The harms experienced by the children of families who remain trapped in these low-poverty, hyper-segregated neighborhoods have been starkly documented in recent research by Patrick Sharkey and others.[1]  Indeed, there is mounting evidence that exposure to violence in very poor communities is akin to missing an entire year of school.  A recent Century Foundation report found that if you take children who live in public housing and randomly assign them to economically integrated schools, you can reduce the achievement gap.  For poor students who finished elementary school in economically integrated schools, the achievement gap was cut in half for math and by one-third for reading.[2]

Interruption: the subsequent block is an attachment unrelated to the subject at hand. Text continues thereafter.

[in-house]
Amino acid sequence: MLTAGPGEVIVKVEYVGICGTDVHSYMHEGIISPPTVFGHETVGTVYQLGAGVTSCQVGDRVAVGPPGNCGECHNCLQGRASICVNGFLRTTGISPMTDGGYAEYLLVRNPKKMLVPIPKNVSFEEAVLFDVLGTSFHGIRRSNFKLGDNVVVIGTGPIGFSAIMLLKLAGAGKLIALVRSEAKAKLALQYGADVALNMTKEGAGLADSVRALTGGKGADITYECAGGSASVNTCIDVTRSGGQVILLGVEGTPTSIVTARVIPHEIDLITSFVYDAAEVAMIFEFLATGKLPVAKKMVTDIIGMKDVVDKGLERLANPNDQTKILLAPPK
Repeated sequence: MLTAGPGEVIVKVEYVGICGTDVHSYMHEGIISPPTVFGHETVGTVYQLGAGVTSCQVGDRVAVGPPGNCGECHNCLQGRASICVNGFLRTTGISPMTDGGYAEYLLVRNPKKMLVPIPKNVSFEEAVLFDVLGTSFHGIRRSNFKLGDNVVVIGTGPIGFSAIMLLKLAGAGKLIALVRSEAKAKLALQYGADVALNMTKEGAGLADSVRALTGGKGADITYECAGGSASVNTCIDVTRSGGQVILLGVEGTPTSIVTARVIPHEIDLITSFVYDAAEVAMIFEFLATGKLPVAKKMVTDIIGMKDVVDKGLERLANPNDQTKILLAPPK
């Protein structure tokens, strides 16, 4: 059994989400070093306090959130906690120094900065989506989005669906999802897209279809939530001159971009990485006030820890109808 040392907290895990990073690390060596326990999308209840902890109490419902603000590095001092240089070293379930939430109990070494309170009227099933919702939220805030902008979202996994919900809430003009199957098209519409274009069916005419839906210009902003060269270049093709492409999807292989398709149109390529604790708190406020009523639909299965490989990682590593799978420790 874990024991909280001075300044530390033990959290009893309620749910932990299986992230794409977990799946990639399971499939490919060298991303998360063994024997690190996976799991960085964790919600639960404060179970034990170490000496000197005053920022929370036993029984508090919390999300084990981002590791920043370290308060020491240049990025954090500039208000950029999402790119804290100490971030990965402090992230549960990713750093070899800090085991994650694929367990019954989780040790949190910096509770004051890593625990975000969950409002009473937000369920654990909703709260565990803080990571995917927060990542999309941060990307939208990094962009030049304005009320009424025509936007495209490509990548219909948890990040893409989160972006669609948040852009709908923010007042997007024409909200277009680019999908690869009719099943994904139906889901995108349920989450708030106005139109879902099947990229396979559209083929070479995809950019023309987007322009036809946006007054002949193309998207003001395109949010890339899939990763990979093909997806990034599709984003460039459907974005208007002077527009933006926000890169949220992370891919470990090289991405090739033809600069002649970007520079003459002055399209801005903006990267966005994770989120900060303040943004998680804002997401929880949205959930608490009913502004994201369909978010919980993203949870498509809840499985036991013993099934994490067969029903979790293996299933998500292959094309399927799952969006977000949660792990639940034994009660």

And what about white students and communities – the most segregated of all racial and ethnic groups?  Focusing on the benefits and burdens of integration and segregation for blacks and other racial minorities concedes Pattillo’s critique, without challenging its premise.  The truth is we are only considering a portion of the available information to gauge integration’s value. We must also assess whether whites benefit from integration.